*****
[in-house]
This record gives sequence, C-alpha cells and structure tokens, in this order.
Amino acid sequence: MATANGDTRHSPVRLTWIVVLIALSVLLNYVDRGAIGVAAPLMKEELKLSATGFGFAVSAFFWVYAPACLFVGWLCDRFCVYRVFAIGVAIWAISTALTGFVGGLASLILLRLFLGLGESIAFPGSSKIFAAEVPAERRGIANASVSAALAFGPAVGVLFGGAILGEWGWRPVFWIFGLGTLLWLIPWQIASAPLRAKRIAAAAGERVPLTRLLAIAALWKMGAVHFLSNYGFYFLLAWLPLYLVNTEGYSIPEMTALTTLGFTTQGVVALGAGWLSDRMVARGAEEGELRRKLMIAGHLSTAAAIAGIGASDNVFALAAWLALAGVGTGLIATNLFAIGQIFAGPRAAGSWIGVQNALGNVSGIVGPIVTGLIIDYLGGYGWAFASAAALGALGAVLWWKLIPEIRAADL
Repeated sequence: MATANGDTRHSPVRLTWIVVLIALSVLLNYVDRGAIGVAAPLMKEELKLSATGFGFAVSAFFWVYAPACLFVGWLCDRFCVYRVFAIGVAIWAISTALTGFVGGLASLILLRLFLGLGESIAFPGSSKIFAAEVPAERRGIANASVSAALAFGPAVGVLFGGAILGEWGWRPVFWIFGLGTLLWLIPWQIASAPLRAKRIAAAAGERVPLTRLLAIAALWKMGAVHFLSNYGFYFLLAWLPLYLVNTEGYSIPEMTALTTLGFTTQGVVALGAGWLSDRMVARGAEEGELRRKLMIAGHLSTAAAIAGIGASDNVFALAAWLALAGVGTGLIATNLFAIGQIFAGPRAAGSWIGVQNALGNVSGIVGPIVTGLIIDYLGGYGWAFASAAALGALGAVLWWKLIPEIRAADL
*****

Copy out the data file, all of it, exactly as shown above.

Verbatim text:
[in-house]
This record gives sequence, C-alpha cells and structure tokens, in this order.
Amino acid sequence: MATANGDTRHSPVRLTWIVVLIALSVLLNYVDRGAIGVAAPLMKEELKLSATGFGFAVSAFFWVYAPACLFVGWLCDRFCVYRVFAIGVAIWAISTALTGFVGGLASLILLRLFLGLGESIAFPGSSKIFAAEVPAERRGIANASVSAALAFGPAVGVLFGGAILGEWGWRPVFWIFGLGTLLWLIPWQIASAPLRAKRIAAAAGERVPLTRLLAIAALWKMGAVHFLSNYGFYFLLAWLPLYLVNTEGYSIPEMTALTTLGFTTQGVVALGAGWLSDRMVARGAEEGELRRKLMIAGHLSTAAAIAGIGASDNVFALAAWLALAGVGTGLIATNLFAIGQIFAGPRAAGSWIGVQNALGNVSGIVGPIVTGLIIDYLGGYGWAFASAAALGALGAVLWWKLIPEIRAADL
Repeated sequence: MATANGDTRHSPVRLTWIVVLIALSVLLNYVDRGAIGVAAPLMKEELKLSATGFGFAVSAFFWVYAPACLFVGWLCDRFCVYRVFAIGVAIWAISTALTGFVGGLASLILLRLFLGLGESIAFPGSSKIFAAEVPAERRGIANASVSAALAFGPAVGVLFGGAILGEWGWRPVFWIFGLGTLLWLIPWQIASAPLRAKRIAAAAGERVPLTRLLAIAALWKMGAVHFLSNYGFYFLLAWLPLYLVNTEGYSIPEMTALTTLGFTTQGVVALGAGWLSDRMVARGAEEGELRRKLMIAGHLSTAAAIAGIGASDNVFALAAWLALAGVGTGLIATNLFAIGQIFAGPRAAGSWIGVQNALGNVSGIVGPIVTGLIIDYLGGYGWAFASAAALGALGAVLWWKLIPEIRAADL